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Research Article
 

Determination of Genotypical Differences for Leaf Characteristics in Cowpea (Vigna unguiculata L. Walp.) Genotypes



Erkut Peksen, Cengiz Artik and Burcu Palabiyik
 
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ABSTRACT

Leaf characteristics of ten cowpea genotypes, including registered Cv. Akkız-86 and Karagöz-86, from diverse locations in Turkey and relationships among leaf characteristics such as length of leaf, petiole, petiolule and terminal leaflet, terminal leaflet width and leaf area were determined. Significant differences were found among genotypes in terms of leaf and petiole length while highly significant differences found for petiolule length. There were no significant differences among genotypes for width and length of terminal leaflet and leaf area. Terminal leaflet length positively and significantly correlated with petiole and petiolule length. Positive and highly significant correlations were found between the other leaf characteristics.

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  How to cite this article:

Erkut Peksen, Cengiz Artik and Burcu Palabiyik, 2005. Determination of Genotypical Differences for Leaf Characteristics in Cowpea (Vigna unguiculata L. Walp.) Genotypes. Asian Journal of Plant Sciences, 4: 95-97.

DOI: 10.3923/ajps.2005.95.97

URL: https://scialert.net/abstract/?doi=ajps.2005.95.97

INTRODUCTION

Morphological characteristics of plants are commonly used in the description of varietal differences. Leaves, the photosynthetic organs of the plant, have important effect on plant growth and seed yield. The flat leaf blade is specialized for catching sunlight. Leaves vary greatly from plant to plant and are useful in classification and identification.

Leaf appearance in crop plants is an important process involved in canopy development[1]. There is wide range among plant genotypes in shape, size and number of leaves produced by plants. Dorchester[2] determined that leaflet shape could be used as an adequate morphological marker to distinguish soybean cultivars. It was found that these differences in leaf shape could be used to distinguish varieties from one another, especially those having similar seed characters. Sawada[3] has developed a leaf shape index (aspect ratio) and has shown that this index can describe variations in soybean (Glycine max L. Merr.) leaflet shape. It is necessary to correctly evaluate intra- and inter-specific variations for the efficient collection and preservation of genetic resources and leaf shape is one of the important characteristics to be evaluated[4]. It was reported that leaf area, length, diameter and pod weight were positively correlated with green pod yield per plant[5]. Cowpea genotypes used in the present study were evaluated for seed yield and yield related characters[6] and their fresh pod yields[7] in preceding studies.

This study was conducted to determine genotypical differences in leaf characteristics and relationships among those characteristics in some cowpea (Vigna unguiculata L. Walp.) genotypes. The other objective of the study was to contribute to the conservation of natural cowpea genetic resources.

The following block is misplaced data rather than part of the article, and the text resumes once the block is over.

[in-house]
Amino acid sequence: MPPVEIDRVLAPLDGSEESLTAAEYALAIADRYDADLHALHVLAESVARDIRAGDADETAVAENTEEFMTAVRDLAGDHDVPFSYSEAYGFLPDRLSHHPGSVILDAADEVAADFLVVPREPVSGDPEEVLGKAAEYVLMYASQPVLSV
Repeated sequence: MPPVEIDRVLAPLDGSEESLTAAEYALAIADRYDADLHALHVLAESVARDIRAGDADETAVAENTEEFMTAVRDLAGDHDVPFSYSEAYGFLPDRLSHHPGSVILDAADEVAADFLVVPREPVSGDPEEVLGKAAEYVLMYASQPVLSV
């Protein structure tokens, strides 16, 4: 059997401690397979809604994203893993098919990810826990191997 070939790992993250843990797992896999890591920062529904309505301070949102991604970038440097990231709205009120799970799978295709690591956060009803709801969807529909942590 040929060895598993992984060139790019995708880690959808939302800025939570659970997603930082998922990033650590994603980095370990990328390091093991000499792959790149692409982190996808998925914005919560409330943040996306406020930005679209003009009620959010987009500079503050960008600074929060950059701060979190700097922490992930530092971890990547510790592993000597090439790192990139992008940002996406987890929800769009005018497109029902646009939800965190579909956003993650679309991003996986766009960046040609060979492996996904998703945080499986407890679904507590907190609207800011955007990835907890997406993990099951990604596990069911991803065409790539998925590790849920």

MATERIALS AND METHODS

The field trial was carried out in the experimental area of Faculty of Agriculture, Ondokuz Mayıs University in 2004, Samsun, Turkey. Totally ten cowpea genotypes, including registered Cv. Akkız-86 and Karagöz-86, from diverse location in Turkey were used in the study (Table 1).

The soil of experimental area was heavy clay, slightly acidic, without lime and salt, medium in phosphorus and rich in potassium and organic matter. The study was designed in Randomized Complete Block Design with three replications.

Table 1: Cowpea genotypes and their collection sites
Image for - Determination of Genotypical Differences for Leaf Characteristics in Cowpea (Vigna unguiculata L. Walp.) Genotypes
*: Registered by Ege University, Faculty of Agriculture, Izmir-Turkey

Image for - Determination of Genotypical Differences for Leaf Characteristics in Cowpea (Vigna unguiculata L. Walp.) Genotypes
Fig. 1: Leaf parts used to describe cowpea leaf characteristics

Seeds were sown in plots having four rows of 5 m length with 60 cm inter row spacing by hand on May 24, 2004. Distance between the plants in same row was 10 cm. Plants were irrigated when they required. Ammonium sulphate was applied at the rate of 40 kg N-1 ha.

Cowpea leaves were sampled from randomly selected plants at the full flowering stage. Ten cowpea leaves from each replication for each genotype were collected from the seventh node of the main stem. Leaf length, petiole (leaf stalk) and petiolule (leaflet stalk) length, terminal leaflet width and length were recorded in centimeter. Then, leaf samples were scanned by a flatbed scanner. Delta-T SCAN (Ver. 2.04) image analyzer program was used to determine cowpea leaf area[8]. Measured leaf parts to determine cowpea leaf characteristics are shown in Fig. 1.

Data on six leaf characteristics was subjected to analysis of variance using the MSTATC Statistical Package Program. Means showing statistically significance were compared by Duncan’s Multiple Range Test. Correlation analysis was used to determine relationships among leaf characteristics. In addition, standard error of the mean, standard deviation, range and coefficient of variation for leaf characteristics were also calculated.

RESULTS AND DISCUSSION